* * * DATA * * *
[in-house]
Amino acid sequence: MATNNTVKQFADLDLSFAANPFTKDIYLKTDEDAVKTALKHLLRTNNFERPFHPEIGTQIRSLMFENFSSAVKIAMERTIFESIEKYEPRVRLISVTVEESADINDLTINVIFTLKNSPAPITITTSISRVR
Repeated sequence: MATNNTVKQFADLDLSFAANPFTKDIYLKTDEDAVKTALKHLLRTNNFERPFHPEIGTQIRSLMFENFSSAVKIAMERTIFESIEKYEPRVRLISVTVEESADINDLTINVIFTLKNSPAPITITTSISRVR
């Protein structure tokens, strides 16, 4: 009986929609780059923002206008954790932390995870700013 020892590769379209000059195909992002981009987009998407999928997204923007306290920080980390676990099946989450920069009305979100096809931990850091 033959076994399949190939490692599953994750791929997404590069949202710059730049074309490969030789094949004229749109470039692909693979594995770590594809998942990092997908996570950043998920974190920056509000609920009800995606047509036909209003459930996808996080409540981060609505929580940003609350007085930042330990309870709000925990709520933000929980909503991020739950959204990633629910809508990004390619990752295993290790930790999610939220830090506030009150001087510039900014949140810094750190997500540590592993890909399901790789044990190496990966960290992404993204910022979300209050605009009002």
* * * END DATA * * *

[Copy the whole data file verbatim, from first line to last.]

[in-house]
Amino acid sequence: MATNNTVKQFADLDLSFAANPFTKDIYLKTDEDAVKTALKHLLRTNNFERPFHPEIGTQIRSLMFENFSSAVKIAMERTIFESIEKYEPRVRLISVTVEESADINDLTINVIFTLKNSPAPITITTSISRVR
Repeated sequence: MATNNTVKQFADLDLSFAANPFTKDIYLKTDEDAVKTALKHLLRTNNFERPFHPEIGTQIRSLMFENFSSAVKIAMERTIFESIEKYEPRVRLISVTVEESADINDLTINVIFTLKNSPAPITITTSISRVR
């Protein structure tokens, strides 16, 4: 009986929609780059923002206008954790932390995870700013 020892590769379209000059195909992002981009987009998407999928997204923007306290920080980390676990099946989450920069009305979100096809931990850091 033959076994399949190939490692599953994750791929997404590069949202710059730049074309490969030789094949004229749109470039692909693979594995770590594809998942990092997908996570950043998920974190920056509000609920009800995606047509036909209003459930996808996080409540981060609505929580940003609350007085930042330990309870709000925990709520933000929980909503991020739950959204990633629910809508990004390619990752295993290790930790999610939220830090506030009150001087510039900014949140810094750190997500540590592993890909399901790789044990190496990966960290992404993204910022979300209050605009009002």